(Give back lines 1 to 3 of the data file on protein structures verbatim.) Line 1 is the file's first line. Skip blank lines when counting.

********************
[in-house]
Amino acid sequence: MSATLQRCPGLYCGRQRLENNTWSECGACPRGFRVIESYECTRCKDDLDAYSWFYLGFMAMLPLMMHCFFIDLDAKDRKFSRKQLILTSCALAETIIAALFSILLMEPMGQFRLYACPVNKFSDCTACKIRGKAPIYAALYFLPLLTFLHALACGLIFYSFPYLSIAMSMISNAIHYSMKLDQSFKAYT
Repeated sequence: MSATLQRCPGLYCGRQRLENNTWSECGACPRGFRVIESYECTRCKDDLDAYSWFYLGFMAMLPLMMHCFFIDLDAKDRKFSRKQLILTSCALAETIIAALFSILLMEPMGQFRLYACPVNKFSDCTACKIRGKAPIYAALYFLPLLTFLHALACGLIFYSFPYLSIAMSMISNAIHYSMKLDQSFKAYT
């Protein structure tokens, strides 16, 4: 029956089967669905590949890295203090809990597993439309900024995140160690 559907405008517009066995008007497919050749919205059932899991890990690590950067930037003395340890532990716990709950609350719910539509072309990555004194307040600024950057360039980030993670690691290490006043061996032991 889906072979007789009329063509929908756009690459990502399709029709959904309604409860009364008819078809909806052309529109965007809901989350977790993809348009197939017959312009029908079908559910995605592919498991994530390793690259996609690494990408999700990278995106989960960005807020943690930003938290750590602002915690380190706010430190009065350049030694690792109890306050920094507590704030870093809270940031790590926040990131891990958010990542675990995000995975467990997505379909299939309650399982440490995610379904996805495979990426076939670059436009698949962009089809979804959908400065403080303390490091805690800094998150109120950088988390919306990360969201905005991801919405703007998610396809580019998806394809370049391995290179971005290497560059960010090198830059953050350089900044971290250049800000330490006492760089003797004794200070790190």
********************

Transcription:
[in-house]
Amino acid sequence: MSATLQRCPGLYCGRQRLENNTWSECGACPRGFRVIESYECTRCKDDLDAYSWFYLGFMAMLPLMMHCFFIDLDAKDRKFSRKQLILTSCALAETIIAALFSILLMEPMGQFRLYACPVNKFSDCTACKIRGKAPIYAALYFLPLLTFLHALACGLIFYSFPYLSIAMSMISNAIHYSMKLDQSFKAYT
Repeated sequence: MSATLQRCPGLYCGRQRLENNTWSECGACPRGFRVIESYECTRCKDDLDAYSWFYLGFMAMLPLMMHCFFIDLDAKDRKFSRKQLILTSCALAETIIAALFSILLMEPMGQFRLYACPVNKFSDCTACKIRGKAPIYAALYFLPLLTFLHALACGLIFYSFPYLSIAMSMISNAIHYSMKLDQSFKAYT